By now, an impulse to document, archive and process traces of our life has become a widely shared phenomenon across the world in the time of COVID-19. A plethora of coronavirus diaries and quarantine vlogs are circulating online, an increasing amount of web users are consciously saving screenshots of valuable information and building personal archives, hundreds of documentation projects are flourishing and calling for participation, and a string of academic and art journals are collecting think pieces to register markers of our thinking and contour the crises of our time (as what we are doing in this issue). Although it might still be too early to call this boom of coronavirus archives a “documentation movement,” what we are observing now is an ongoing process of collectively building a participatory digital archive about our life in the pandemic. This rapidly accumulating archive involves not only the organized efforts from professional “chroniclers,” such as oral historians, archivists, journalists, writers, translators, filmmakers, artists and academics, but also the creative and structureless uses of social media employed by amateurs in a guerrilla fashion. Instead of focusing my analysis on a particular form of archive, my goal here is to think broadly on the impulse behind these numerous practices of documentation: why are many of us obsessed with preserving records in this pandemic? What are we driven by? What structural and temporal tensions are revealed in our engagement with documentation? What possibilities of cohabitation do our coronavirus archives open up?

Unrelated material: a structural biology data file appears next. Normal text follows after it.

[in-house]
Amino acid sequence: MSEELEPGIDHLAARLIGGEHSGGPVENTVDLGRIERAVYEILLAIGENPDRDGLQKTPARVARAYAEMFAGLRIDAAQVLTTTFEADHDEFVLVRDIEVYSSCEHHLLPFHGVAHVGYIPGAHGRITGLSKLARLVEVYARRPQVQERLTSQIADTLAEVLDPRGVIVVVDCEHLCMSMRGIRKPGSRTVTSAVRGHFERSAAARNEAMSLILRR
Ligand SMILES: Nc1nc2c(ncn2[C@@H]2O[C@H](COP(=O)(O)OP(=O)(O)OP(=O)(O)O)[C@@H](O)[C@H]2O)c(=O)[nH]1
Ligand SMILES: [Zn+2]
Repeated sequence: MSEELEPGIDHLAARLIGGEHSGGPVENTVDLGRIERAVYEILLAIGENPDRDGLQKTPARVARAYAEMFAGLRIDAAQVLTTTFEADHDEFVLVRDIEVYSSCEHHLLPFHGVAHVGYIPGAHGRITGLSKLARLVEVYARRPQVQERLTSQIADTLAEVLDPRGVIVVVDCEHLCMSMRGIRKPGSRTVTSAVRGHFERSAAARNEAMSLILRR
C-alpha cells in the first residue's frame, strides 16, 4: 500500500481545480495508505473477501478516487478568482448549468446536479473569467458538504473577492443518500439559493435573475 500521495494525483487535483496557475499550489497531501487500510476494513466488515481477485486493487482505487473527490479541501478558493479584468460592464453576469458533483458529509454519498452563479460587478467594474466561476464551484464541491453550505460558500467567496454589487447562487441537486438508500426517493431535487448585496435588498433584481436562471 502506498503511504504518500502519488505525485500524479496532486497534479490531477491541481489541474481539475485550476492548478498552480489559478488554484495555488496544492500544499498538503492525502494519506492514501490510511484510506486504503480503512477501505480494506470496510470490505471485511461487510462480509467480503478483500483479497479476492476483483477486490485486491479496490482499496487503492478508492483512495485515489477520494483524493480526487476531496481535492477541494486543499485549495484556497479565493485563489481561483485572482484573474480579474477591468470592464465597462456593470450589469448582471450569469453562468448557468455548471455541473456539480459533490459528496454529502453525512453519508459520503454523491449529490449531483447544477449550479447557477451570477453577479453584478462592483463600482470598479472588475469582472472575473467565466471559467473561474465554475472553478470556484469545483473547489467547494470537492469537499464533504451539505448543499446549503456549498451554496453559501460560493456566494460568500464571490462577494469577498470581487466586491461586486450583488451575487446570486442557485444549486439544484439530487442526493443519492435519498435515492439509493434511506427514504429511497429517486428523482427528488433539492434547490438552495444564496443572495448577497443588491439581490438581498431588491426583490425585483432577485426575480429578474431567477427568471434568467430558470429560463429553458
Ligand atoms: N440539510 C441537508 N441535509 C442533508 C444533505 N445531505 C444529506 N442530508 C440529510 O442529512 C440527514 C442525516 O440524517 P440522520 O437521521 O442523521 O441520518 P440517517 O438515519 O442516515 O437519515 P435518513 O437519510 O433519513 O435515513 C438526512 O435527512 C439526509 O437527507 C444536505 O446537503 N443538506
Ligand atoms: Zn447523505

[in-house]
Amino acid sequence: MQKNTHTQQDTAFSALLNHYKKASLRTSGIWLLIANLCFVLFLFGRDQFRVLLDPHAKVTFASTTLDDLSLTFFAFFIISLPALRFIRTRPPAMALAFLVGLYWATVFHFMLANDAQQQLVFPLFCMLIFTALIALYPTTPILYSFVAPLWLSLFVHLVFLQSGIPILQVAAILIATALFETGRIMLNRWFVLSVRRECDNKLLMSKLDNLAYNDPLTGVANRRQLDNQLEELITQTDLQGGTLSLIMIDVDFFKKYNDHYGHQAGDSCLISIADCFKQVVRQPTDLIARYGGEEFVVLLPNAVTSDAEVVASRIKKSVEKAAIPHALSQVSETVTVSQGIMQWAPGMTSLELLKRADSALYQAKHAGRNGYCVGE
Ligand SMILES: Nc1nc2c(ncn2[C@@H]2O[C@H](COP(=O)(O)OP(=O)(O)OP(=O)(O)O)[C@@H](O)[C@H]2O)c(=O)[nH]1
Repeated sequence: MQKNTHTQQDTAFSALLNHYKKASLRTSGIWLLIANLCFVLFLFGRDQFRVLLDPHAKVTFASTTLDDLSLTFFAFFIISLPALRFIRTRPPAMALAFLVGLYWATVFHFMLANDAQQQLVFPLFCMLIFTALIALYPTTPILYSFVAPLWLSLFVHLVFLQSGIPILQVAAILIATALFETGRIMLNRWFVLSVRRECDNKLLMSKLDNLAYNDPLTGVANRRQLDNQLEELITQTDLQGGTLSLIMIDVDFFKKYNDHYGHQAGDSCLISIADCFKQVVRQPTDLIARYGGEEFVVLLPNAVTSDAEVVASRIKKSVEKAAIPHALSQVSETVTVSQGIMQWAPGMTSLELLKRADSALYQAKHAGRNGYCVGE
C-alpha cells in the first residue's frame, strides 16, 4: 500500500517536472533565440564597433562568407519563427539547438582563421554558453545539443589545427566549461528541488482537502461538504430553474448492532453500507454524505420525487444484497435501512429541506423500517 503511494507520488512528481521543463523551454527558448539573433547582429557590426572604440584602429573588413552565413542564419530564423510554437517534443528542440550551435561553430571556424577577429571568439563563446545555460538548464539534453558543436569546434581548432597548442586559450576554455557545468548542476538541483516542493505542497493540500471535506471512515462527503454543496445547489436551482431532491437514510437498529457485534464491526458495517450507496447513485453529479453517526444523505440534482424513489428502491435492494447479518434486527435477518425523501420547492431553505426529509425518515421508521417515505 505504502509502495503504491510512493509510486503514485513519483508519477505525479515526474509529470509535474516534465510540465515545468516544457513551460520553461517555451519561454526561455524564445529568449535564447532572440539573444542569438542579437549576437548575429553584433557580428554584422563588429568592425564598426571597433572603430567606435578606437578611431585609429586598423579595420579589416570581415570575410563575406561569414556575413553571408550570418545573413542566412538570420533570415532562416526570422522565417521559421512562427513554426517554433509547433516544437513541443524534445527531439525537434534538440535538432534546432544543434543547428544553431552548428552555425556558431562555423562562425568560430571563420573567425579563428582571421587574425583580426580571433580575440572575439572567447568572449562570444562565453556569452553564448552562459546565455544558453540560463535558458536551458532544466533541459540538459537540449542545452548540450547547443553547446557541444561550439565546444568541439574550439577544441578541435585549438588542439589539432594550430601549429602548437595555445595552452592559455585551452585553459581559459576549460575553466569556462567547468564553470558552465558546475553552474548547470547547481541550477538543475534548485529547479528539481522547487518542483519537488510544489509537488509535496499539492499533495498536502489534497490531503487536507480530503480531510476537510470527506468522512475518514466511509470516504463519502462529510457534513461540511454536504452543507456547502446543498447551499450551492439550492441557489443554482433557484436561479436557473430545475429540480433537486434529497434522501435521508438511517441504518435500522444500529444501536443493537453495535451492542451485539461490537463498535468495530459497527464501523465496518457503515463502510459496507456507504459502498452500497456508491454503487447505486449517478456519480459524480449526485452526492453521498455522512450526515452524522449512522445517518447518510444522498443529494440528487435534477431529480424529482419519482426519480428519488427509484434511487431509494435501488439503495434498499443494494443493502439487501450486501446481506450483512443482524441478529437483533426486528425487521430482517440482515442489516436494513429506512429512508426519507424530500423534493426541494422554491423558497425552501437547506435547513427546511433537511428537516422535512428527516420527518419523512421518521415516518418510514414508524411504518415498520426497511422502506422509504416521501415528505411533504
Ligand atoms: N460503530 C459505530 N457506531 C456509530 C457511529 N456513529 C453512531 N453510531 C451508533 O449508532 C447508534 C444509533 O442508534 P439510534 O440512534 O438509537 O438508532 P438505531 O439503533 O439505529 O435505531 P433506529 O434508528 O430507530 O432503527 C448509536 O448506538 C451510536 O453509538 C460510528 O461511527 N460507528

To address these questions, I will formulate my thoughts in four theses. I would like to specify my entry point to the issue of “documentary impulse,” which originates from one of the major fields I study, Chinese urban cinema. In the context of Chinese cinema, the term is used to accentuate the cinematic efforts to construct a visual record of urban demolitions and unearth the traumas triggered by the collapse of home and habitats. In this essay, while I extrapolate the notion of documentary impulse from cinematic intervention to the broader practice of online documentation, what I consider crucial in the term’s valence to our COVID-19 situation is a psychic condition this term captures in a quagmire of crumbling realities and uncertain futures: the documentary impulse hits us when we find ourselves no longer at home in the realities we used to be familiar with; it is the vast gap between the past and the destabilized “new normal” that produces an urgent desire to comprehend that gap and negotiate with the political realities through documentation. In this light, the documentary impulse, echoing Jacques Derrida’s phrasing “archive fever,” is not only a desire to participate in the unmaking of a violent reality, but also a pathological condition reflective of an impasse of getting there. In exposing the tension between the dystopian reality and the constructed archive, the documentary impulse is at once a symptom of and a response to the social illness.